Silverlight Problems: Yet Another Plug In

Tags: Knockout, pubsub, observer, MVC, jQuery, Ajax, EF, Validation, FluentValidation, Visual Studio 2010, ASP.NET, JSON, FullCalendar, Silverlight, Architecture, Vista, IIS, Generics, NHibernate, WCF, RIA Services, Visual Studio 2008, SQL, STORM!, Nullable, ChannelFactory, netTCPBinding, VSPAT, responsive, design, HTML5, CSS3, MVC WebAPI, MVC 4, WebAPI, JQuery Mobile, ScheduleWidget, recurring events, Ninject, Pluggable, CQRS DDD, Windows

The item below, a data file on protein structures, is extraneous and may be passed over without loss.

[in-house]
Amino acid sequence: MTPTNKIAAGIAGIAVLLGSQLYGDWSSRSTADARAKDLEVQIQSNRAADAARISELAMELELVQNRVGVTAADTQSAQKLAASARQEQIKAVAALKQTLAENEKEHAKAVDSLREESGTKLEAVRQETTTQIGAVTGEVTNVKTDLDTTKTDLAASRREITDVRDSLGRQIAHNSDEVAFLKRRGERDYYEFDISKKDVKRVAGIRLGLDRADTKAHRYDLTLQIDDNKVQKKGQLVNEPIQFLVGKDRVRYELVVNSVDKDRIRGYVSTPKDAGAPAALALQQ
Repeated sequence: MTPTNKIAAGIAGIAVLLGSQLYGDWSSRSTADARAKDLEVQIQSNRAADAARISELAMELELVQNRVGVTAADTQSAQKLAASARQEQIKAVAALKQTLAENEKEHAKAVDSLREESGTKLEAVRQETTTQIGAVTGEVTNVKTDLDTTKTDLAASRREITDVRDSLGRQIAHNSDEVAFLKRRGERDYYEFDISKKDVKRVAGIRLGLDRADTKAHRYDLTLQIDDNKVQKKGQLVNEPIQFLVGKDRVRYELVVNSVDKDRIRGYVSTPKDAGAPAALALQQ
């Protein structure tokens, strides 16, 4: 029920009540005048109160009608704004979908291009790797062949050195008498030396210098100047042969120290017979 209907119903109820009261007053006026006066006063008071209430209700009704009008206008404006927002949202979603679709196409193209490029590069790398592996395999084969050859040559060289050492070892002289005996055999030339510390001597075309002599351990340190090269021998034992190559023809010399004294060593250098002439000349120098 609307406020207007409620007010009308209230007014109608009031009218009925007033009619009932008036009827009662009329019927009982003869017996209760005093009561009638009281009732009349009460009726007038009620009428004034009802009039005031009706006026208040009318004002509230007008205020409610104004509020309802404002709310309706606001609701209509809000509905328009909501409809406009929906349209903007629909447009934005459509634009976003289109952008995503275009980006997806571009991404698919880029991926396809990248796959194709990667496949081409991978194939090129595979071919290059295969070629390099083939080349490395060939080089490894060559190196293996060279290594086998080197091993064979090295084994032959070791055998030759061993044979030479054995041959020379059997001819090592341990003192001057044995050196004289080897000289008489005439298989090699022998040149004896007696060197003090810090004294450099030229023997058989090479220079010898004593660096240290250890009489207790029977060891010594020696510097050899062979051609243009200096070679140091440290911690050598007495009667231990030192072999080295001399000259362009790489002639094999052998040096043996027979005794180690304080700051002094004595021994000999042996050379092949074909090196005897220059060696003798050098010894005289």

So I labored mightily last December on Wanting to be hip and happening I implemented it in Silverlight 4 and RIA Services. It worked out well. I was pumped. So post-launch I asked a few non-technical friends to take it out for a spin. And then the problems started. They told me it didn't work. I quickly discovered most didn't know that they needed to install the Silverlight runtime. I was counting on the blue box of joy to do the work for me but it wasn't explicit enough and many didn't even look at it very closely. So following Tim Heuer's lead I dove into a custom installation experience. But the detection script reports Chrome as an unsupported browser. I could hack the script of course. But the problem is much deeper: my friends didn't want to install yet another plug in. They didn't understand why they needed to do it, had questions about it, and finally hesitated to take the simple 30 seconds to do it. I realized that if this is how my friends reacted what would complete strangers do? In the end I decided I needed to port the app over to a web application. MVC 3 to be specific and it's going great. More on that later. My takeaway from this experience is if you cannot control the end user's browser then stick with tried and true web applications. If it's an intranet app where you know your end user's environment and they need a rich-client experience then consider Silverlight 4.